Early this year, a Toronto police officer suggested that women shouldn’t dress like “sluts” if they wanted to avoid being raped or assaulted. This is like when you go at sea in a small boat, you need to wear an orange rescue vest; or like when you step out of the car on the Autobahn, a yellow high visibility jacket to safeguard your own life, for obvious reasons. You don’t have one in your car? Well, that’s illegal and you’ll be fined by the police.
What made the Toronto policeman associate slut-dress code with life-saving designed vests that are mandatory in specially dangerous situations? Possibly the high incidence of crime in the big cities. As you gotta make yourself visible, or floatable, for speeding vehicles or for deep and treacherous waters, the same way, if you are a woman, you should beware of the rapists roaming the urban jungle by making you invisible. And if you’re a man? Sexually uninteresting for rapists? Then it’s good to keep some money at hand for the potential assaulters around the corner, just in case. Not to drive them mad or they might kill you.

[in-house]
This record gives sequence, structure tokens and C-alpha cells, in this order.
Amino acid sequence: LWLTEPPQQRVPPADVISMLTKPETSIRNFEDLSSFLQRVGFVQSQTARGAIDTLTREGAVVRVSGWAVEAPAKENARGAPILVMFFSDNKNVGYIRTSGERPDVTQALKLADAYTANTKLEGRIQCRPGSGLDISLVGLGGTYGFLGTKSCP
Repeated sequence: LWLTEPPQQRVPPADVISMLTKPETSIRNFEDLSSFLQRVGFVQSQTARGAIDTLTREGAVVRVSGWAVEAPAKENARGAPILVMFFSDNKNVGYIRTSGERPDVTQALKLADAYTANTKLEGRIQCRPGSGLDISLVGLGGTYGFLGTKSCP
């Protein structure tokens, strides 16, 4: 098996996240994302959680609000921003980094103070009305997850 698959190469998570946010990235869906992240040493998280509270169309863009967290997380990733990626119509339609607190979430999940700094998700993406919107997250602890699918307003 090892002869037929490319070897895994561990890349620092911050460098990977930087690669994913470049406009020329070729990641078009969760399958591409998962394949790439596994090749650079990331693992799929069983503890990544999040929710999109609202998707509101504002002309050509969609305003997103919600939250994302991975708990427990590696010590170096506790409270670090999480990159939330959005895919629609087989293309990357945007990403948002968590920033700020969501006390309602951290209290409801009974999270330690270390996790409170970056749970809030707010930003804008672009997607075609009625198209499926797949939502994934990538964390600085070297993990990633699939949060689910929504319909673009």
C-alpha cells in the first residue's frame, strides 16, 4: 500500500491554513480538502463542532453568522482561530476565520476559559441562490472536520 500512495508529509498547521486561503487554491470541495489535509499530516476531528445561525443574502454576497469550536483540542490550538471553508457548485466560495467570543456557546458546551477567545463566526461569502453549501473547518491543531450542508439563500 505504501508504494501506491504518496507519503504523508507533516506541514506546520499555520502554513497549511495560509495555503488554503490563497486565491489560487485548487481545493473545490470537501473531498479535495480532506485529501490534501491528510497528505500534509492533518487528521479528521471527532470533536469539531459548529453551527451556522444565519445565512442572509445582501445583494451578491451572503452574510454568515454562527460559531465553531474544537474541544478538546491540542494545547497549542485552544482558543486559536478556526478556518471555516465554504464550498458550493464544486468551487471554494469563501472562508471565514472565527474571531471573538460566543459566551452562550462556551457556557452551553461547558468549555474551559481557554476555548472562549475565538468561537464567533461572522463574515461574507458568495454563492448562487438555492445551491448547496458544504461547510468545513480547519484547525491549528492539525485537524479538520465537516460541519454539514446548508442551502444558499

Now comes the thousand dollar question. What’s the job of the police? Traffic police rightfully enforces yellow vests on motorists. Makes sense to protect pedestrians from vehicles legitimately driving at high speeds. But are rapists legitimate? Creating a situation where women have to wear a mandatory burka on the streets, just to avoid being raped? Perhaps this is why some countries enforce burkas. Is Canada akin to those distant lands? Let’s hope that this is still a civilized and woman-friendly society, governed by law and ruled by Gentlemen, not scared by criminal beasts.
Closing this real but appalling story with a quote from Montreal CTV News.
Maryse Rinfred-Raynor from Universite de Montreal’s school of social work said it’s not surprising women are so outraged by the police officer’s comment.
“I really feel that women who react to that kind of thing are right to do so, because no woman should be perceived only sexually – a woman is much more than that,” she said.
It’s a lesson SlutWalk attendee Jenny Cockburn said she wants to teach her seven-year-old daughter.
“Her value as a woman is beyond her sexuality, but that there’s also no shame in her having her sexuality and expressing her sexuality,” she said.